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Brazos County seeking public comment in precinct redistricting process
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Brazos County seeking public comment in precinct redistricting process


Brazos County commissioners and Judge Duane Peters worked with Austin-based law firm Bickerstaff Heath Delgado Acosta this week to help redraw precinct boundaries to create more even population distribution before an upcoming public hearing.

The precincts must have a “sufficiently equal population” to comply with the “one-person, one-vote” principal outlined in the Constitution, according to a press release about next week’s redistricting public hearing.

Syd Faulk helped make adjustments to the precinct map to balance the four commissioners’ precincts during a redistricting workshop Oct. 18, and a hearing will take place Wednesday for the public to make comments on what Brazos County precincts should look like.

In Faulk’s presentation, the four precincts each should have 58,462 people but a 10% deviation is allowed in actual population numbers in each precinct.

According to the presentation, which uses the 2020 Census numbers of 233,849 people in Brazos County, Precincts 1 and 2 are overpopulated, while Precincts 3 and 4 are underpopulated.

“That means 3 and 4 need to have more territory, gain some people,” he said, “and 1 and 2 need to lose some territory and population.”

Faulk showed Precinct 1 had 69,562 people, which is an 18.99% overpopulation. Precincts 3 and 4 each was underpopulated by a little more than 11.5%. Precinct 4 had the least deviation with a population of 61,049 that created a 4.42% overpopulation rate.

The public will be able to make comments about the redistricting process or share their ideas for the new precinct lines during Wednesday’s public hearing. All comments must be submitted in writing, even if they are also orally presented to the Brazos County Commissioners Court. The forms can be found online at, and paper submission forms can be picked up from the commissioners’ offices during regular business hours Monday through Friday at 200 S. Texas Ave., Suite 310 in Bryan.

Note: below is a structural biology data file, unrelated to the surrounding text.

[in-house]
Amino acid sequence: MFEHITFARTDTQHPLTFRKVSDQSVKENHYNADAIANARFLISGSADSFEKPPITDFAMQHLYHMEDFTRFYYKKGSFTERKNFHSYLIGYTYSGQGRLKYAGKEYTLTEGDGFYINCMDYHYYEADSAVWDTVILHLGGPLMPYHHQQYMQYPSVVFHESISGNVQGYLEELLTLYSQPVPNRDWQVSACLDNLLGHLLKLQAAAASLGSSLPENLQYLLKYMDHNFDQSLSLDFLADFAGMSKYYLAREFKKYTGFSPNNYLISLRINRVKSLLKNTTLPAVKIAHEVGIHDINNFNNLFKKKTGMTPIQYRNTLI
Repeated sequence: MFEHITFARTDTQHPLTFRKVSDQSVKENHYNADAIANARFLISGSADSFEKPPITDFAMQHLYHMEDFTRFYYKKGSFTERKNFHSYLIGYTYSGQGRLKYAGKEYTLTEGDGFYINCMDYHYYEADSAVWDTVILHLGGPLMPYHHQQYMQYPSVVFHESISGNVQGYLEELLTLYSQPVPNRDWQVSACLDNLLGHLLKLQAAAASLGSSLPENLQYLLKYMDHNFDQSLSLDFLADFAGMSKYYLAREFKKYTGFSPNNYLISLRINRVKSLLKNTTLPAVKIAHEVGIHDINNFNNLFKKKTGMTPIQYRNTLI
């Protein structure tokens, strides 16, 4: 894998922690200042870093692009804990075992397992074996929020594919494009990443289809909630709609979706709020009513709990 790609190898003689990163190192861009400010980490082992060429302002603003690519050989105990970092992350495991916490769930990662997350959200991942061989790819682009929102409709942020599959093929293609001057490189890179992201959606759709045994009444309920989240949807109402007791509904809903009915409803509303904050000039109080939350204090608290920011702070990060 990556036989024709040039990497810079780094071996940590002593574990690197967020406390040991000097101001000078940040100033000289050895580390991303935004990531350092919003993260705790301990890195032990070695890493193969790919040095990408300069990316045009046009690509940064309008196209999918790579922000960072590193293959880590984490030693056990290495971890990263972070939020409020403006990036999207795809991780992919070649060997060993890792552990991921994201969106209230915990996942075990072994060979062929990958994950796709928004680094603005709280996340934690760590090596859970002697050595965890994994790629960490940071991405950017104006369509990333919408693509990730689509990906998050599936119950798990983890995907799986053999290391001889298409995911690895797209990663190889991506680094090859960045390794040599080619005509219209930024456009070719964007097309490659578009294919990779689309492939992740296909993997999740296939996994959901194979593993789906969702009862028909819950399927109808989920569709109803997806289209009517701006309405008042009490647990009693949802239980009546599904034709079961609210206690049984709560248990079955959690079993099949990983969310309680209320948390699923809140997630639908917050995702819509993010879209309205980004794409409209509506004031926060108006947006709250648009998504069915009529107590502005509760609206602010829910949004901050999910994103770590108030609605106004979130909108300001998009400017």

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Two things influencing the new lines are anticipated new growth and placing county roads within the Precinct 3 boundaries, Peters said. Neither element is a requirement of the redistricting process, but ones the county wants to consider.

“[Precinct 3] did not have any county roads, but that was part of the goal was to add some county roads to Precinct 3, and, of course, then comply with the law and get the population as equal as we thought we could get in and stay in compliance,” he said.

One of the challenges to creating new boundaries, Peters said, is anticipating growth because sometimes growth happens where it is not expected and planned growth does not happen.

An example, he said, is Precinct 4, which is typically the smallest precinct. He expects it will see previously unanticipated growth due to the RELLIS campus. Then, Precinct 3, which has been contained within the College Station city limits, is preliminarily drawn to include the Southern Pointe community where there is anticipated growth.

“Unless they demolish houses and put up apartment complexes or something, there really wasn’t a way for that area to grow,” Peters said about Precinct 3’s population. “I think adding Southern Pointe ... gives them that area that there actually can be population growth. [Precinct 1] has still got good meaty areas of growth that can still add to population out there.”

Peters said he does not foresee any pitfalls in the redistricting process, but the commissioners are in a tight timeframe due to the delay in the Census numbers, which meant holding workshops in the fall rather than the spring.

“Now that we’ve got them, we have to move forward as quickly as we can,” he said.

The Commissioners Court has set itself a Nov. 12 deadline so potential commissioner candidates can know if they live within the precinct they hope to represent.

The U.S. Congressional districts also are being redrawn, and the most recent proposal has Brazos County moving out of District 17 and into District 10.

The Congressional district maps can be found at Wednesday’s public hearing is specifically about the Brazos County commissioners precinct, not state or federal district lines.

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